In fact, the NREGS was designed as per the NREGA 2005 which provides a legal foundation of work to NREGS and the schemes are the means through which this guarantee comes into effect. The underlying objective of the scheme is to ensure livelihood security of the rural people by providing at least 100 days guaranteed wage employment to every rural household in a financial year whose adult member volunteers to do unskilled manual labour at a statutory minimum wage. Apart from, this work guarantee can also serve other objectives such as generating productive assets, protecting the environment, empowering rural women, reducing rural-urban migration and fostering social equality among others (NREGA, 2005 [6]). The promise of providing at least 100 days guaranteed wage employment to every rural household in a financial year and implementation of other pertinent feature of the Act in each and every state is a matter of study.

The significance of NREGA lies in the fact that it creates a right based framework for wage employment programme and makes the government legally bound to extend employment to those who demand it (Shah, 2012 [7]). While the Act provides a legal framework, the state governments have the legal liability and the central government provides the fiscal guarantee. The Act ensures that there is decentralized planning, which means a perspective plan needs to be prepared for whole district with a list of permissible works. In this way the legislation goes beyond providing a social safety net, and towards guaranteeing the right to employment. There has been a spate of studies designed to assess the performance of NREGS ever since the Act relating to it came into being. While some studies have drawn attention to huge leakage and fudging of muster rolls, others are not that critical and have been ecstatic over the number of jobs created, and number of beneficiaries from disadvantaged groups such as the Scheduled Tribes (ST), Scheduled Castes (SC) and women. This is symptomatic of the fact that while some studies have debunked this nation-wide programme, others are seen to endorse it on the grounds that it will transform the lives of poor and make them aware of their entitlement. In the light of this backdrop, this study attempts to investigate the implementation of NREGA in the state of Assam, India with emphasis on coverage of households, employment guaranteed, works undertaken, strengths, bottlenecks and strategies for further strengthening the programme.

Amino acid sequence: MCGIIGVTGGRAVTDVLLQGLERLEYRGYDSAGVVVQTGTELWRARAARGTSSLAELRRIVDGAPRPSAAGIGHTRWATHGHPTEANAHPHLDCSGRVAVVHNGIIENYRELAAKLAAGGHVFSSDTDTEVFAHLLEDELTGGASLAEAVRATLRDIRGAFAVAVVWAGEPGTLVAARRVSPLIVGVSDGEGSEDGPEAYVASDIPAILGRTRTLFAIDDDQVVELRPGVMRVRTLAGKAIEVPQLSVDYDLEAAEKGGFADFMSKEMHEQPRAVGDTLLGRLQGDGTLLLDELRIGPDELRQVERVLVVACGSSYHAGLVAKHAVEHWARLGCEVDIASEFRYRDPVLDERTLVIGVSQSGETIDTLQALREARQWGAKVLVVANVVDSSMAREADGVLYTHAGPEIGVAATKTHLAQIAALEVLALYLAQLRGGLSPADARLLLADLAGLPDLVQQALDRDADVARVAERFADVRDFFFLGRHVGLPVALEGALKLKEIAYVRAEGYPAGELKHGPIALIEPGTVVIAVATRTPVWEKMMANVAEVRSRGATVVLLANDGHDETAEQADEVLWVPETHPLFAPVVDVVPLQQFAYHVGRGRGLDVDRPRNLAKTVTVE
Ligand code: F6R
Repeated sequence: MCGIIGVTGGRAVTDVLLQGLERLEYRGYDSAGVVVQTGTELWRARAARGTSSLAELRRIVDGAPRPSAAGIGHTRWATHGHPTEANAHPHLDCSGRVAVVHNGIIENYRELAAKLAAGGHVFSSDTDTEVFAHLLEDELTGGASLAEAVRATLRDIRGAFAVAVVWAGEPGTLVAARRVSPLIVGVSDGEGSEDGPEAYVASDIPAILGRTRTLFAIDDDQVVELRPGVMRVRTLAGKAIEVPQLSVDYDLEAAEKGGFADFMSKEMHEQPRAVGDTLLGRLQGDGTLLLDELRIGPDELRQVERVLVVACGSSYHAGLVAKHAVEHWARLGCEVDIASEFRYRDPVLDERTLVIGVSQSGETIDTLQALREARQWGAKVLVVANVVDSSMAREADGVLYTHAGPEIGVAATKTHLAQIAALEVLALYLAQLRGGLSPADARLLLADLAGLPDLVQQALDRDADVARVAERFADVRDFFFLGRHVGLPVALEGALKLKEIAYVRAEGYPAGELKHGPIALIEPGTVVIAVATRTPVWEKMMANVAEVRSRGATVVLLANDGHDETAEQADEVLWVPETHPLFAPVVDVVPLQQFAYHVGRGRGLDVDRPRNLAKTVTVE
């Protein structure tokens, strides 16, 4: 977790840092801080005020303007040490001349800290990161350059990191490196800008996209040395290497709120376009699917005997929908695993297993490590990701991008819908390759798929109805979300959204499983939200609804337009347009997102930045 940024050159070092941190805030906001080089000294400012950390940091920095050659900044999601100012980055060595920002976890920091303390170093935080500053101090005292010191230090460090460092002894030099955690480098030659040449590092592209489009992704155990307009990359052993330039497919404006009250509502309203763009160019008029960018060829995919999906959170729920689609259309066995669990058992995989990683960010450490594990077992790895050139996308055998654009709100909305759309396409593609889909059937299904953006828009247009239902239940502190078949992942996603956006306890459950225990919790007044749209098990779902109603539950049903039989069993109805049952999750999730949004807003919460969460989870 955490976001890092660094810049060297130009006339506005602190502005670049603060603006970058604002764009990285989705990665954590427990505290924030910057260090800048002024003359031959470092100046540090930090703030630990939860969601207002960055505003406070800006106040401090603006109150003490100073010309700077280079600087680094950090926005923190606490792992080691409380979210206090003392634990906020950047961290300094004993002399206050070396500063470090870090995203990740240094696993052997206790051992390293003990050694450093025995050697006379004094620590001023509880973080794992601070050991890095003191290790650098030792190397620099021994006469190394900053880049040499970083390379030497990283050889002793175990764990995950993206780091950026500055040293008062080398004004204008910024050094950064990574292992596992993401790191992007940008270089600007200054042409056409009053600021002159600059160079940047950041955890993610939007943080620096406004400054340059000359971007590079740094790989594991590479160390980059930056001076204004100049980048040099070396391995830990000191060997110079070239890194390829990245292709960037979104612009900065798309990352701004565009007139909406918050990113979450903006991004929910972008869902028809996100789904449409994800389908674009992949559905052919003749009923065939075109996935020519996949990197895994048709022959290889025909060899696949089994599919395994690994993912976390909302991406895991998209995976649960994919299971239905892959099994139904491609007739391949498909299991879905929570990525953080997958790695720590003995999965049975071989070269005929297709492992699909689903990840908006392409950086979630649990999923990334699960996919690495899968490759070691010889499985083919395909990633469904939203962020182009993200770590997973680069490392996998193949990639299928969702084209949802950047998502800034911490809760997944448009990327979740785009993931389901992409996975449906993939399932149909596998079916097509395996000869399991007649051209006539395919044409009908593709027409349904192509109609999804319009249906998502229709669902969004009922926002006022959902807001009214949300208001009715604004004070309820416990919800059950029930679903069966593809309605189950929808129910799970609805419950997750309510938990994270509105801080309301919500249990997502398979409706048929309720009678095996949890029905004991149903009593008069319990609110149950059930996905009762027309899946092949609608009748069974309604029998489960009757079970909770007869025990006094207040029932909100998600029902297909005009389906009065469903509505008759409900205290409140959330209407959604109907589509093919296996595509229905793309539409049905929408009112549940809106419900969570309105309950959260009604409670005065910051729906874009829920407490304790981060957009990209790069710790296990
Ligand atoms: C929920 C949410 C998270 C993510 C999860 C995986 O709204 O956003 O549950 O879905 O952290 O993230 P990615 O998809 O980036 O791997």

3. Review of Literature

The main purpose of the review of literature pertaining to the evaluation of performances of NREGS in Assam is to give a proper orientation and perspective to the present work. A survey of literature places a significant role in establishing the backdrop for any research work in social sciences. It is felt that justification of present study can be made by reviewing the available literature on the subject. Therefore, an attempt has been made to review the literature on the subject so as to establish the relevance of the present study.

3.1. In All India Contexts